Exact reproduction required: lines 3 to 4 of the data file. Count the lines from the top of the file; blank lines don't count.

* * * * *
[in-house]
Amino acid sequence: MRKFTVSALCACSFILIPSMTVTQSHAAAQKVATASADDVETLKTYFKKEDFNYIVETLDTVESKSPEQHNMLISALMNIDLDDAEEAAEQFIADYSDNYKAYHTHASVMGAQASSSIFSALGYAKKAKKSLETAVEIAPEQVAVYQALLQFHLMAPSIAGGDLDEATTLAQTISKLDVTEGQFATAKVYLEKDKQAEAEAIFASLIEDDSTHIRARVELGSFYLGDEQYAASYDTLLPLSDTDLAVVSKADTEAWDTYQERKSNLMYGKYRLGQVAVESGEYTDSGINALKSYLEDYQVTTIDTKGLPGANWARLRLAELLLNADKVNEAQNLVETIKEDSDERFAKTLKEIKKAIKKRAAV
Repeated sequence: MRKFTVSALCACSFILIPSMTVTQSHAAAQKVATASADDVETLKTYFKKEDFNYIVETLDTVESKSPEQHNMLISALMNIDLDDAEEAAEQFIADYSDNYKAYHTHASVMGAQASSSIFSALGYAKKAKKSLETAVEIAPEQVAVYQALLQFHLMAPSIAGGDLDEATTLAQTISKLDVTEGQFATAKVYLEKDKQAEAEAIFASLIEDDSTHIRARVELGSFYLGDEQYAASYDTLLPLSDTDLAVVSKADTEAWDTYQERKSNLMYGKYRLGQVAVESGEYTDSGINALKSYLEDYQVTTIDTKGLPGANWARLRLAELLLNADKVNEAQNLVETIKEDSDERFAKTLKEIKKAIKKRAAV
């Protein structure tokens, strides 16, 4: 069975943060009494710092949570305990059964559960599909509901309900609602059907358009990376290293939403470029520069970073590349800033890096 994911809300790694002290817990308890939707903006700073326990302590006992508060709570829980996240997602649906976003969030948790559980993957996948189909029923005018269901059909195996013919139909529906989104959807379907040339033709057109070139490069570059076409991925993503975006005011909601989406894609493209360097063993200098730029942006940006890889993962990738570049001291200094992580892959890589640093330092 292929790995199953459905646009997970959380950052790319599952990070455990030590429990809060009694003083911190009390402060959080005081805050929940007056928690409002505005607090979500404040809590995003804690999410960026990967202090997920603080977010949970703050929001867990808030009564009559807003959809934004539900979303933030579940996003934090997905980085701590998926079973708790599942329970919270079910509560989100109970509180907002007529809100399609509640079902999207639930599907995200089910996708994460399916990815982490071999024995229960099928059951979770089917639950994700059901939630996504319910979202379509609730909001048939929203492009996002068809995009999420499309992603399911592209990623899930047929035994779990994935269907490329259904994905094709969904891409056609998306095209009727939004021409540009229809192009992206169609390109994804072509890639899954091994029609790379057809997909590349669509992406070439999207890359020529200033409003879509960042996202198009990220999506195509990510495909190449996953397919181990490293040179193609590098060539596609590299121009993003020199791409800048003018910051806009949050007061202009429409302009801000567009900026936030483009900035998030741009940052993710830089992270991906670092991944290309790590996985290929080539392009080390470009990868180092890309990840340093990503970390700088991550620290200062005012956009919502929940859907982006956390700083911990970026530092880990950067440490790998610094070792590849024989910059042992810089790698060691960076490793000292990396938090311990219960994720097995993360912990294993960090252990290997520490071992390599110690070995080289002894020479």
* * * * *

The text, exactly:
Repeated sequence: MRKFTVSALCACSFILIPSMTVTQSHAAAQKVATASADDVETLKTYFKKEDFNYIVETLDTVESKSPEQHNMLISALMNIDLDDAEEAAEQFIADYSDNYKAYHTHASVMGAQASSSIFSALGYAKKAKKSLETAVEIAPEQVAVYQALLQFHLMAPSIAGGDLDEATTLAQTISKLDVTEGQFATAKVYLEKDKQAEAEAIFASLIEDDSTHIRARVELGSFYLGDEQYAASYDTLLPLSDTDLAVVSKADTEAWDTYQERKSNLMYGKYRLGQVAVESGEYTDSGINALKSYLEDYQVTTIDTKGLPGANWARLRLAELLLNADKVNEAQNLVETIKEDSDERFAKTLKEIKKAIKKRAAV
């Protein structure tokens, strides 16, 4: 069975943060009494710092949570305990059964559960599909509901309900609602059907358009990376290293939403470029520069970073590349800033890096 994911809300790694002290817990308890939707903006700073326990302590006992508060709570829980996240997602649906976003969030948790559980993957996948189909029923005018269901059909195996013919139909529906989104959807379907040339033709057109070139490069570059076409991925993503975006005011909601989406894609493209360097063993200098730029942006940006890889993962990738570049001291200094992580892959890589640093330092 292929790995199953459905646009997970959380950052790319599952990070455990030590429990809060009694003083911190009390402060959080005081805050929940007056928690409002505005607090979500404040809590995003804690999410960026990967202090997920603080977010949970703050929001867990808030009564009559807003959809934004539900979303933030579940996003934090997905980085701590998926079973708790599942329970919270079910509560989100109970509180907002007529809100399609509640079902999207639930599907995200089910996708994460399916990815982490071999024995229960099928059951979770089917639950994700059901939630996504319910979202379509609730909001048939929203492009996002068809995009999420499309992603399911592209990623899930047929035994779990994935269907490329259904994905094709969904891409056609998306095209009727939004021409540009229809192009992206169609390109994804072509890639899954091994029609790379057809997909590349669509992406070439999207890359020529200033409003879509960042996202198009990220999506195509990510495909190449996953397919181990490293040179193609590098060539596609590299121009993003020199791409800048003018910051806009949050007061202009429409302009801000567009900026936030483009900035998030741009940052993710830089992270991906670092991944290309790590996985290929080539392009080390470009990868180092890309990840340093990503970390700088991550620290200062005012956009919502929940859907982006956390700083911990970026530092880990950067440490790998610094070792590849024989910059042992810089790698060691960076490793000292990396938090311990219960994720097995993360912990294993960090252990290997520490071992390599110690070995080289002894020479």